Saturday, August 7, 2010

Perseids Meteor Shower

Fire from the skies (in monsoon!!!!)
Perseids Meteor Shower
Night of August 12th, 2010

Seeing a shooting star in the sky makes one feel that a star has died, but is it really so. Death of a star results in one of the biggest celestial shows in the universe and definitely a shooting star is not that. The words “shooting star” it self is a misnomer. We all know that when a small particle of space dust enters earth atmosphere, it burns up while travelling towards Earth and result is a streak of light in the skies. It has nothing to with star death. Sometimes the particle is so big that part of it burns in the atmosphere and the rest falls on earth as it happened last few years in certain parts of India.

The show
Perseids can be seen from July 15th –August 25th. Most of these nights one can see few meteors from the shower. Night of August 12 is the peak of the Perseids meteor shower. timing of the mean or ‘traditional’ broad maximum will vary between August 12, 18h30m UT to August 13, 07h00m UT, while the shorter, enhanced will be between August 12, 09h30m to August 13, 13h30m UT. When Perseus rises in the northeast. This is the time to look for Perseid Earthgrazers--meteors that approach from the horizon and skim the atmosphere overhead like a stone skipping the surface of a pond. Earthgrazers are long, slow and colourful; they are among the most beautiful of meteors. An hour of watching may show only a few of these--"at most"--but seeing even one makes the long night worthwhile. The thin, crescent moon will be out of the way early, setting the stage for a potentially spectacular show. For best viewing, look to the northeast after midnight. Other things which will spoil the show will be monsoon clouds.

How to observe the meteor shower?
Don’t expect hundreds of meteors in the skies at one time. Perseids meteor shower usually have ZHR of around 100-120 meteors. Now what is this term ZHR? Official figures for meteor numbers are given as the ZHR or Zenithal Hourly Rate. This is the number of meteors you could expect to see given perfect conditions if the radiant (the point from where all the meteors seem to be coming) was directly overhead - i.e. at the zenith. Obviously, if the radiant is on the horizon, you can't see half the sky around the radiant, so you will only see half the number of meteors. Again, if half the sky is cloudy, you will only see half the number of meteors. Hence, for a ZHR of 110 (about what you can expect for the Perseids shower), you might only see two-thirds or half because the radiant isn't directly above your head. So expect to see around a meteor per 2 minutes !!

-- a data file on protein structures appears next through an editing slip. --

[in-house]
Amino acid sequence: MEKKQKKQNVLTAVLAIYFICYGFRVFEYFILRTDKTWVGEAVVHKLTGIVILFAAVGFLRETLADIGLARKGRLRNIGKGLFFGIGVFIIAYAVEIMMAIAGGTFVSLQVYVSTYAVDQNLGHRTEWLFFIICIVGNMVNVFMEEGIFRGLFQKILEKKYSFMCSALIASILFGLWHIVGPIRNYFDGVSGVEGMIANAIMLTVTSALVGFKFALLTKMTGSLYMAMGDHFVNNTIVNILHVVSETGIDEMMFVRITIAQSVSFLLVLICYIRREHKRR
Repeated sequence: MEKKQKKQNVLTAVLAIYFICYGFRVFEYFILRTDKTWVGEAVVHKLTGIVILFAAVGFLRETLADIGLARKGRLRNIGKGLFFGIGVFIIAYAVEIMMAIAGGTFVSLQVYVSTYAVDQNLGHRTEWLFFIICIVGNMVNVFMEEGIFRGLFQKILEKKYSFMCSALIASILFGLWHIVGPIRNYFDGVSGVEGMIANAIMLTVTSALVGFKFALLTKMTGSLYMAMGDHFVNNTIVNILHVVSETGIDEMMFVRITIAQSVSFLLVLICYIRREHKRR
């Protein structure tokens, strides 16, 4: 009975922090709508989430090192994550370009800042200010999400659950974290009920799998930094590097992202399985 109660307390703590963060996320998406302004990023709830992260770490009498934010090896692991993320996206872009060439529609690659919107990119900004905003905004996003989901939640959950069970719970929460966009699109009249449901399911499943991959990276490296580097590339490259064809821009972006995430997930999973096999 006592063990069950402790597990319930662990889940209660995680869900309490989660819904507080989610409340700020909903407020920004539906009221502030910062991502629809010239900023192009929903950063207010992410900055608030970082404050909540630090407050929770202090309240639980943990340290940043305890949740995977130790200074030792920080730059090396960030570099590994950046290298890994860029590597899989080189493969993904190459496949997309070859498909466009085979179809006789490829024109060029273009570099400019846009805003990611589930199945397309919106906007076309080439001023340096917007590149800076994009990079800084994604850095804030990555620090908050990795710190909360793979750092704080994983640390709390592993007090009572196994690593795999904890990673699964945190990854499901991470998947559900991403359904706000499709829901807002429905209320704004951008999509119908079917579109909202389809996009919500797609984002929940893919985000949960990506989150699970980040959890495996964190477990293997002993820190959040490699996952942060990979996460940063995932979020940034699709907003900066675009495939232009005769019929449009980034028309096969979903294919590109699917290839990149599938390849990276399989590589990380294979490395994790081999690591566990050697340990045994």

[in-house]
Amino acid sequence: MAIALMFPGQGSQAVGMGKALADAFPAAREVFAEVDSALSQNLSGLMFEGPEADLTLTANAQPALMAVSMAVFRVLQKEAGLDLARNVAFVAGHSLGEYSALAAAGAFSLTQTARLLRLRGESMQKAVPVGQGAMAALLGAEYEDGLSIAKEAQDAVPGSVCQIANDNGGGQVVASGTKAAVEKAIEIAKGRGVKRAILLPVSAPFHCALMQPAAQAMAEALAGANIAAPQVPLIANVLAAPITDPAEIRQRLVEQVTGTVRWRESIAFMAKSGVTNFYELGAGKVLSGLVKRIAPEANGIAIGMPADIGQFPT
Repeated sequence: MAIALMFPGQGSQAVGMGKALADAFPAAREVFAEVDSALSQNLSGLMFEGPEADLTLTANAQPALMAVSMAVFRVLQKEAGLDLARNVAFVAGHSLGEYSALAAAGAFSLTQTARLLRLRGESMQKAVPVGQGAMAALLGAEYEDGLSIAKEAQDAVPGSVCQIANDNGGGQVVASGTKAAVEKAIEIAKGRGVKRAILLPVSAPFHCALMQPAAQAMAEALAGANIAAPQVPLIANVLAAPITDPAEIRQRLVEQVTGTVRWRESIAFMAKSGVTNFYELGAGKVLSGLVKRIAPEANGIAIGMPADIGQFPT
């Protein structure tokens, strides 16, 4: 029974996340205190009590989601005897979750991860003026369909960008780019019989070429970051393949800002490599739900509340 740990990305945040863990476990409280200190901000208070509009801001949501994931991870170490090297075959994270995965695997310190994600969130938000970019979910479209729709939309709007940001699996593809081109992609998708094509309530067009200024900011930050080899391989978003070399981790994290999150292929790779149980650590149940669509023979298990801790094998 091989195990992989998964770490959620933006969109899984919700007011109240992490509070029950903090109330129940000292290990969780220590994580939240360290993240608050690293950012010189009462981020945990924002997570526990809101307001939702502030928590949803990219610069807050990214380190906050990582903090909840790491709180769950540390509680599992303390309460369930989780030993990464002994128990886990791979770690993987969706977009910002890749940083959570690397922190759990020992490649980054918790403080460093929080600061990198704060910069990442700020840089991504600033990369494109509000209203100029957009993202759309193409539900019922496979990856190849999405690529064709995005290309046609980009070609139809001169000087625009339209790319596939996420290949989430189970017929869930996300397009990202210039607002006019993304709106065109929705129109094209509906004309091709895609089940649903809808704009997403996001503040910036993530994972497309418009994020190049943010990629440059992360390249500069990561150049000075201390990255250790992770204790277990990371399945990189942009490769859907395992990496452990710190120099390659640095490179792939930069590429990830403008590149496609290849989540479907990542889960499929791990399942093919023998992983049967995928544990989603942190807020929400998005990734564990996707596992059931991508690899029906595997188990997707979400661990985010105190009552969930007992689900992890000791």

The first and last rule of meteor observing is look up. If you do not look up, you will not see any meteors, because by the time someone else has seen it, it will be gone before you look in that direction. Rules for meteor observing are generally the same as for all astronomy observations. The exception to that rule is that you should be looking up at all times. You can employ an easy chair for this purpose, but the best way is to get a sleeping bag and find a dry, comfortable spot to lie down on.

For observation make sure that you have the widest area of sky visible possible. Try to get away from light pollution. If you can see the Milky Way, it will be dark enough to see meteors. Typically, meteors will be about the same brightness as Venus or Jupiter down to the brightness of medium-brightness stars).

Depending on your location and disposition, insect repellent like odomos gel might be advisable as well. On the whole, just use common sense and try to enjoy yourself. Meteors can provide some of the more spectacular sights in the sky, so stop reading about it and get out there!

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